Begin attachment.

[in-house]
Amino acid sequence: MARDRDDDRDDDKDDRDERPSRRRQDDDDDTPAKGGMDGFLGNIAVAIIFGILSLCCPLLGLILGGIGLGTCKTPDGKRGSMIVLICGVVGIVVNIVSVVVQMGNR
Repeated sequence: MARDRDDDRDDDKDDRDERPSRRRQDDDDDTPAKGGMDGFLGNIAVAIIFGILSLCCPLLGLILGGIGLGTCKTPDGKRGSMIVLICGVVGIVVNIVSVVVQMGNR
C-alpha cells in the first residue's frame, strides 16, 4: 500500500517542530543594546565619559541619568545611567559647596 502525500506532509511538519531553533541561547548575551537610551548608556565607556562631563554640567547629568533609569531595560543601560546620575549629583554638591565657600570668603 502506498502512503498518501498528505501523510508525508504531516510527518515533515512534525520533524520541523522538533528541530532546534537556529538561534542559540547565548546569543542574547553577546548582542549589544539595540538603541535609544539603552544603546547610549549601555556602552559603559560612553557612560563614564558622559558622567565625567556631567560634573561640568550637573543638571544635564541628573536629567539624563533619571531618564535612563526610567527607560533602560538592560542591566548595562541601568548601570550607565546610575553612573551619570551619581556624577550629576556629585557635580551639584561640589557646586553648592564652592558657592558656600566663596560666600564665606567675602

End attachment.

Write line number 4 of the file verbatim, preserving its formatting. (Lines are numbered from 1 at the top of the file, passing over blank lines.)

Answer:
C-alpha cells in the first residue's frame, strides 16, 4: 500500500517542530543594546565619559541619568545611567559647596 502525500506532509511538519531553533541561547548575551537610551548608556565607556562631563554640567547629568533609569531595560543601560546620575549629583554638591565657600570668603 502506498502512503498518501498528505501523510508525508504531516510527518515533515512534525520533524520541523522538533528541530532546534537556529538561534542559540547565548546569543542574547553577546548582542549589544539595540538603541535609544539603552544603546547610549549601555556602552559603559560612553557612560563614564558622559558622567565625567556631567560634573561640568550637573543638571544635564541628573536629567539624563533619571531618564535612563526610567527607560533602560538592560542591566548595562541601568548601570550607565546610575553612573551619570551619581556624577550629576556629585557635580551639584561640589557646586553648592564652592558657592558656600566663596560666600564665606567675602